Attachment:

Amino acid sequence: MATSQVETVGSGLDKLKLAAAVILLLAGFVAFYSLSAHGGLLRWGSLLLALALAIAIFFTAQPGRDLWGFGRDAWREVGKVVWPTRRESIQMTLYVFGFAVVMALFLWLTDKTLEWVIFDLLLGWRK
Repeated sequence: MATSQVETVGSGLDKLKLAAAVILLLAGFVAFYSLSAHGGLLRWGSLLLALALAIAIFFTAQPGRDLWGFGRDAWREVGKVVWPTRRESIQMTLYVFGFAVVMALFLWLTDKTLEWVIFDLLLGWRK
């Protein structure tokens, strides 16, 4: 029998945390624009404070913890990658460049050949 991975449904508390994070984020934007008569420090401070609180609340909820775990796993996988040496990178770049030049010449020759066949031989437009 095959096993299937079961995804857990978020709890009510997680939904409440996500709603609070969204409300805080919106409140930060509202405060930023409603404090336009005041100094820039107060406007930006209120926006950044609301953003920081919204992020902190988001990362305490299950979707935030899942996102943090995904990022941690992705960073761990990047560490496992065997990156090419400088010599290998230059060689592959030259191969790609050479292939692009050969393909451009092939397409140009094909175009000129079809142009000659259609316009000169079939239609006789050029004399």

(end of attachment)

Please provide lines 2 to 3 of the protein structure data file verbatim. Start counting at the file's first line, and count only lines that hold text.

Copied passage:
Repeated sequence: MATSQVETVGSGLDKLKLAAAVILLLAGFVAFYSLSAHGGLLRWGSLLLALALAIAIFFTAQPGRDLWGFGRDAWREVGKVVWPTRRESIQMTLYVFGFAVVMALFLWLTDKTLEWVIFDLLLGWRK
């Protein structure tokens, strides 16, 4: 029998945390624009404070913890990658460049050949 991975449904508390994070984020934007008569420090401070609180609340909820775990796993996988040496990178770049030049010449020759066949031989437009 095959096993299937079961995804857990978020709890009510997680939904409440996500709603609070969204409300805080919106409140930060509202405060930023409603404090336009005041100094820039107060406007930006209120926006950044609301953003920081919204992020902190988001990362305490299950979707935030899942996102943090995904990022941690992705960073761990990047560490496992065997990156090419400088010599290998230059060689592959030259191969790609050479292939692009050969393909451009092939397409140009094909175009000129079809142009000659259609316009000169079939239609006789050029004399």